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Sleep Disorders

Hypnogogic Episodes with Paralysis

02/16/2010

Question:

Since my early teens, I had been experiencing what I called "night terror" Before falling asleep, I sometimes hear a loud "boom" in my head, followed by scary visions (hallucinations?) and feeling of sheer terror. The "visions" are always threatening, and although I know I`m not asleep, my body becomes paralyzed. Sometimes the "hallucinations are auditory (loud music, yelling, etc.) Although, these episodes are not as frequent as they used to be (as a  young woman, they were nightly) when I do have these "terrors", they seem to last longer!!!! I finally spoke to a doctor about it, and he told me it was called hypnogogia, but offered me no help. I`ve read that it`s a sleep disorder, related to narcolepsy, but is there any help for it? There are many nights that I am even afraid to go to sleep at all!! I am a 55 year old woman, and I would really appreciate any help!!!!!

Answer:

Hello - thank you for using NetWellness.

While distressing to you, sleep paralysis is certainly normal in a certain percentage of adults. It is a common condition with a prevalence of 5-62%. Although most affected people have single or infrequent episodes, sleep paralysis may be recurrent. It is also occurs in association with the narcoleptic syndrome as you have eluded to. Narcolepsy is comprised of: cataplexy - loss of muscle tone after an emotional stir; sleep paralysis; hallucinations either at the onset of sleep or at awakening and excessive daytime sleepiness. Sleep paralysis, however, can occur in the setting of sleep deprivation. Studies have also found the following factors that are also associated with sleep paralysis:

- anxiolytic medication (e.g. ativan, valium)

- various psychiatric disorders (e.g. automatic behavior, bipolar disorders)

- physical disease

Sleep paralysis is usually described as the inability to perform voluntary movements either at sleep onset or upon awakening. Individuals often report an inability to speak or move the limbs, trunk or head.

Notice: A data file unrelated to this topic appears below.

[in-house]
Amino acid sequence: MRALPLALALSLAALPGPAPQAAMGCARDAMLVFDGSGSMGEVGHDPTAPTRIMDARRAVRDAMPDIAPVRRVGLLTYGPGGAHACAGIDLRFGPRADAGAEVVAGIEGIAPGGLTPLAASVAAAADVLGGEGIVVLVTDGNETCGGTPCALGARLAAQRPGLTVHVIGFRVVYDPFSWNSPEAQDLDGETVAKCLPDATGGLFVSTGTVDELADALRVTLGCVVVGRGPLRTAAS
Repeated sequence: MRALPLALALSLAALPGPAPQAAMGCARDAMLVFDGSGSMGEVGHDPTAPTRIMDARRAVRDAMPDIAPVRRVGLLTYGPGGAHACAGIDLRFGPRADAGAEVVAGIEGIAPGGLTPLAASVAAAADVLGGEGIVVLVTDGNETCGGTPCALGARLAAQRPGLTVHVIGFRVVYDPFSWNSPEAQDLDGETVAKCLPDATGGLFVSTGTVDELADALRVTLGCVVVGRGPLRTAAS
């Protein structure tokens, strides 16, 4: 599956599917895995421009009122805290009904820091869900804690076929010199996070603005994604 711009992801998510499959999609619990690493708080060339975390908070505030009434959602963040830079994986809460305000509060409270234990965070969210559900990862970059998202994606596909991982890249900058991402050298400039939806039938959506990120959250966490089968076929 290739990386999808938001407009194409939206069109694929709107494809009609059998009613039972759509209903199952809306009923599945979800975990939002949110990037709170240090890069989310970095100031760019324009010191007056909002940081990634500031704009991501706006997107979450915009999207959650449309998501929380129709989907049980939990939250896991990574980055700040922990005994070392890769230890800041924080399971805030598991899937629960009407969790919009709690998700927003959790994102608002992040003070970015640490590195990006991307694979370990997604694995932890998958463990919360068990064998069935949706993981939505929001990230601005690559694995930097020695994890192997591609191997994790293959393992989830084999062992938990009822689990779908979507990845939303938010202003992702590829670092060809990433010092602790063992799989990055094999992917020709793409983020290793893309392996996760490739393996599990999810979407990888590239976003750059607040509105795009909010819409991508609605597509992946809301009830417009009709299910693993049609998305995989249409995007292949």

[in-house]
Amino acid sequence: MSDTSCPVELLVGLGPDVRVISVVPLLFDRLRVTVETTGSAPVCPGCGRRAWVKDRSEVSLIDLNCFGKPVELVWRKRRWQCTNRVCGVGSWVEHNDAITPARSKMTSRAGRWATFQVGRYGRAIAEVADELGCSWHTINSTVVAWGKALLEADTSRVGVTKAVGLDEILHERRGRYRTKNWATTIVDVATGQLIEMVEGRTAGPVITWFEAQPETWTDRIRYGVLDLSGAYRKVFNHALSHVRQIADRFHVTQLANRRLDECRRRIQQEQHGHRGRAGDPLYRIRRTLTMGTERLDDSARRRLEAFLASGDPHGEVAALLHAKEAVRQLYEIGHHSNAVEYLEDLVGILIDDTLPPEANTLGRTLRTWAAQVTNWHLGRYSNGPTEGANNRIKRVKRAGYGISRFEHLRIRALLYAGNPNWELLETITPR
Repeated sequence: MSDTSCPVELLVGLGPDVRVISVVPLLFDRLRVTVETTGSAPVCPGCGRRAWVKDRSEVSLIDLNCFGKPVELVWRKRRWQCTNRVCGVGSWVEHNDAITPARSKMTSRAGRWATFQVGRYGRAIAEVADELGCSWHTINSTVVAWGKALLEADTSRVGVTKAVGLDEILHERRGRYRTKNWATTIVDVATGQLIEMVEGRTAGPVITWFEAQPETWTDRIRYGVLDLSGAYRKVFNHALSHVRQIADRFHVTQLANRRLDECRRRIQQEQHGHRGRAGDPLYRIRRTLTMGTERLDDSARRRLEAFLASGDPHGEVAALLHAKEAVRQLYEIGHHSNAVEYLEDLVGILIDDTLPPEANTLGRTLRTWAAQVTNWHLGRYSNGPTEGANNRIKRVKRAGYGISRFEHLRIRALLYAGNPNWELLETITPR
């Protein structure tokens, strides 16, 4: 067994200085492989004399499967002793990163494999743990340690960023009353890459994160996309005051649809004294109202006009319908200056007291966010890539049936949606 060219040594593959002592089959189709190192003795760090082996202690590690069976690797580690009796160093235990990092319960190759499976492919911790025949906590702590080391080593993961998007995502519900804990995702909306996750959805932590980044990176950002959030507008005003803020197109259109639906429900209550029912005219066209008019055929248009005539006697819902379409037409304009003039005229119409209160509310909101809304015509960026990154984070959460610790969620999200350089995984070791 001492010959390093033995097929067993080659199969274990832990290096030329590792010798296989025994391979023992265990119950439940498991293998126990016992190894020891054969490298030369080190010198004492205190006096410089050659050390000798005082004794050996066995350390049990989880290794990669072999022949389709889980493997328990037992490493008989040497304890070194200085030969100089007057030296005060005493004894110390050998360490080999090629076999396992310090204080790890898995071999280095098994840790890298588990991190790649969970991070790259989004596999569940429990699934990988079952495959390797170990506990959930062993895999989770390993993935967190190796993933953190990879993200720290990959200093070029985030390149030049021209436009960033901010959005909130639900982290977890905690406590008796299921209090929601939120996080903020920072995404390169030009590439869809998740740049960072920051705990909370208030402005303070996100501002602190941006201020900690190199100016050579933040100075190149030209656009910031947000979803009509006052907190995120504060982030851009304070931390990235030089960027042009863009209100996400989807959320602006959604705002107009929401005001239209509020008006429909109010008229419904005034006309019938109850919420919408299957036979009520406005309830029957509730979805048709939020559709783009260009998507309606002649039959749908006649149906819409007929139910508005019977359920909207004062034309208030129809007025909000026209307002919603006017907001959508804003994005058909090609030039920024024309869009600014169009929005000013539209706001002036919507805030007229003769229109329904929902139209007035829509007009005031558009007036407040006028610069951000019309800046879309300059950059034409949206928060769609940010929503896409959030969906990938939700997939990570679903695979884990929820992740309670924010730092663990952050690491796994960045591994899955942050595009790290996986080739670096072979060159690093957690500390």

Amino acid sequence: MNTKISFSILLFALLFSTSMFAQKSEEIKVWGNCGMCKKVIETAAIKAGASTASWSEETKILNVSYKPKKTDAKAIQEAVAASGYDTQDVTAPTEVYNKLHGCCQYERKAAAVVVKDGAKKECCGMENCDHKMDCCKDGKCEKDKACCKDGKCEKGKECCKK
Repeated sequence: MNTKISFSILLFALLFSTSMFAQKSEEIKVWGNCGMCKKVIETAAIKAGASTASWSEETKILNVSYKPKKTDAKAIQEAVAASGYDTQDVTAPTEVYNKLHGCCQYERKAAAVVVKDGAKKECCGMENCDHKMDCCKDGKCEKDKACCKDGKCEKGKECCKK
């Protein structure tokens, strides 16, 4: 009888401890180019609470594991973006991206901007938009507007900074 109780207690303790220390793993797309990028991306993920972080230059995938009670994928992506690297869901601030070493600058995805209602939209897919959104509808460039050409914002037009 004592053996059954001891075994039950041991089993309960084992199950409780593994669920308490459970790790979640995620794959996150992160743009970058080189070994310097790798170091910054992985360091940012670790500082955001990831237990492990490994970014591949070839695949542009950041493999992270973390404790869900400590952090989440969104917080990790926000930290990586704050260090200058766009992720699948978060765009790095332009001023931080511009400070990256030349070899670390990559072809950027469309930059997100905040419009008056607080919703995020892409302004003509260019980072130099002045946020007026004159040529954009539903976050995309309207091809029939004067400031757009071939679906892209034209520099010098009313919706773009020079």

Most individuals will recall the events. The episodes usually only last for seconds up to a few minutes and tend to resolve on their own. Occasionally, the episode will end if the person is touched or spoken to.

Episodes of sleep paralysis can be very anxiety producing as you have described. In addition to the sensation of an inability to breathe as noted above, hallucinations, whether hearing or seeing things that are not present, can accompany the event. All-in-all, the experience can be somewhat frightening.

You used the term "night terrors" - I would like to clarify that when we refer to night terrors we usually speak of a disorder that is seen in children

These are are characterized by a sudden, often dramatic arousal with facial expression, vocalization, and other behaviors that express agitation and fear. patients usually describe a fast heart rate and profuse sweating. The pupils (black parts of the eyes) usually become larger. Patients are difficult to arouse and will fall back to sleep spontaneously after a few to several minutes. These episodes can first manifest at a young age, around 18 months, have a peak prevalence at age five to seven years, and typically resolve prior to adolescence. Triggers include acute stress and sleep deprivation, as well as certain medications including stimulants, neuroleptics, sedatives, and antihistamines.

So from what you describe it does not appear that you have night terrors.

You may wish to consult with a Sleep Physician so as to ascertain if you have an associated condition that can be treated. It is imperative to obtain a full history and physical examination so as to establish the exact reason as to why you have such events. There are medications that can provide effective treatment for narcolepsy. If this is related to poor sleep hygiene and insufficient sleep you will need to address tghe problem by adopting regular sleep hours and engaging in good sleep practices.

Once again thank you for using NetWellness

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Response by:

Steven  Kadiev, MBBCh Steven Kadiev, MBBCh
Formerly:
Assistant Professor
College of Medicine
The Ohio State University